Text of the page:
- Manages the sale process. A typical business sale takes 6-12 months and several thousand man-hours. A M&A Advisor manages the entire deal process and acts as quarterback to drive the deal forward. This includes everything from performing due diligence, identifying and researching buyers, soliciting and communicating with multiple buyers, building a data room and juggling information flow and negotiating and executing the deal. If a business owner embarks on a company sale by himself, he risks becoming distracted from running his business, which then leads to performance declines. One of the worst things that can happen during a sale process is to suffer a decline in business performance.
- Influences the attitudes and assumptions of bidders. Engaging a M&A Advisor provides credibility to the seller and levels the playing field with professional buyers. For example, having a M&A Advisor shows that a seller is serious about consummating a deal. Buyers review hundreds of deals annually and they only want to spend time with those sellers that are serious. Also, the M&A Advisor gives the impression that there are multiple competing bidders, so each buyer must offer their “best” deal.
- Provides valuation analysis needed by the seller to evaluate the reasonableness and credibility of a buyer’s offer. An experienced M&A Advisor provides an objective valuation of the business based on reasonable assumptions. He can also highlight benefits to buyers, share pertinent information to support value and evaluate any synergies that a buyer might realize. These actions ensure that the buyer sees and understands the true attributes and value of the business. This prevents the buyer from under-valuing the business.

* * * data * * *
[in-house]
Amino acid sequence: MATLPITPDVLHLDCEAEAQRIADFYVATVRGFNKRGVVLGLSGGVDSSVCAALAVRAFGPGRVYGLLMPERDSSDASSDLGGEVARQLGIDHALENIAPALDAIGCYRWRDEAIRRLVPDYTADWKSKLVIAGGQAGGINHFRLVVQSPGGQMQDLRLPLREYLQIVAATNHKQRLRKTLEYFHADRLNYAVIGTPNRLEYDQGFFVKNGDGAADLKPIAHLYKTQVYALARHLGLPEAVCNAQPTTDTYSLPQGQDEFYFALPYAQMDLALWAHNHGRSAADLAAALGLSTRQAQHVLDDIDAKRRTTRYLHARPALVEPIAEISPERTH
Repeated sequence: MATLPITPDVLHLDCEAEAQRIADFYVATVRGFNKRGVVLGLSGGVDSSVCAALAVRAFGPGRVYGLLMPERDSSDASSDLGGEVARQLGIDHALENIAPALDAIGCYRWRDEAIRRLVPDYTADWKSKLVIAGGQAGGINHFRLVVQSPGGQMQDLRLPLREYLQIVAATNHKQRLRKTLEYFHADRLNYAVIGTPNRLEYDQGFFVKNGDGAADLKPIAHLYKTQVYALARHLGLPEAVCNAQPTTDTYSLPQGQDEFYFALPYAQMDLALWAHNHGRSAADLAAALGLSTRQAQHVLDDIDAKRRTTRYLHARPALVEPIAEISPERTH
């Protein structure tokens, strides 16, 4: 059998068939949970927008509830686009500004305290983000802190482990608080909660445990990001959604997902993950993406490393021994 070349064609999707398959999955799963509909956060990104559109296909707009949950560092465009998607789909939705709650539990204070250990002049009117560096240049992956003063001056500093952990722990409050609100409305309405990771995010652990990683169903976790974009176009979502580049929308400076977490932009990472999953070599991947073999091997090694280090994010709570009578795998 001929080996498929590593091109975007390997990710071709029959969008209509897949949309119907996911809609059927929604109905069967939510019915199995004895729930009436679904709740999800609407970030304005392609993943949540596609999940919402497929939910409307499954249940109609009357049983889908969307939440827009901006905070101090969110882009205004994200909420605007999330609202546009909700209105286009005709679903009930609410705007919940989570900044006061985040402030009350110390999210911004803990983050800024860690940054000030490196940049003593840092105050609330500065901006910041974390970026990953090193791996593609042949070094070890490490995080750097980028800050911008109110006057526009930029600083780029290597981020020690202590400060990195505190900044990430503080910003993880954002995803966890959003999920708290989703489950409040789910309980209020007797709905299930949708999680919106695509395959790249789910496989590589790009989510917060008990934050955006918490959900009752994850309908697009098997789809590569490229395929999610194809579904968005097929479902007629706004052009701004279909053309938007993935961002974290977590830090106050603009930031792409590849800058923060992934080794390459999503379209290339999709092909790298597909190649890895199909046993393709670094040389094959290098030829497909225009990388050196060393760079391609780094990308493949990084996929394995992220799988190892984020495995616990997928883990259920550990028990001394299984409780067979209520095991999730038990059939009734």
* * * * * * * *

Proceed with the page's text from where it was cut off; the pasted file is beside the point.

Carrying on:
- Strengthens negotiating position and paces the negotiations and deal momentum. A M&A Advisor uses his soft skills (communication, reputation, rapport, knowledge of the M&A process and transactional experience) to effectively negotiate a favorable outcome on behalf of his client. The M&A Advisor can act as a buffer between buyer and seller standing firm on certain points and playing “bad” cop when necessary. Plus, a M&A Advisor paces the transaction so that all bidders move through the process steps at the same time. This ensures momentum continues and that the deal continues to move forward to closing.
What is the risk to a seller who does not hire a M&A Advisor?
The paper points out several risks business sellers face by NOT engaging a M&A Advisor:
- Private firms are generally not familiar with the M&A process and have limited experience negotiating M&A deals. In contrast, buyers are often routine acquirors and have access to seasoned and professional staff and outside advisors.
- The scarcity of publicly available information on a private company means potential buyers are at a disadvantage when evaluating a private seller’s business and face informational risks. Higher perceived risks lead to a lower valuation.
- A private company has limited visibility to potential buyers (less attention from analysts, news media, investors, etc.), Therefore, less visible firms are likely to attract few competing bids, limiting their bargaining power in deal negotiations. Specifically, a seller who negotiates with a single buyer only has one option – take a deal or leave it. And if the buyer thinks it is the only bidder and without competition, there is no reason for it to make its best offer.
What’s the Bottom Line?
Based on this research, empirical evidence shows that M&A Advisors significantly improve outcomes for private sellers. M&A Advisors can find and negotiate better deals from private sellers than the sellers can obtain by themselves.
M&A Advisors can add millions to the value of the deal. Plus, they offer other non-monetary benefits. Since selling a business is such an important business decision, why take the risk of not engaging a M&A Advisor?
Therefore, to answer the initial questions… M&A Advisors deliver significant value to private sellers and are worth engaging.
-- By Jason Wilcox, Founder of Wilcox Investment Bankers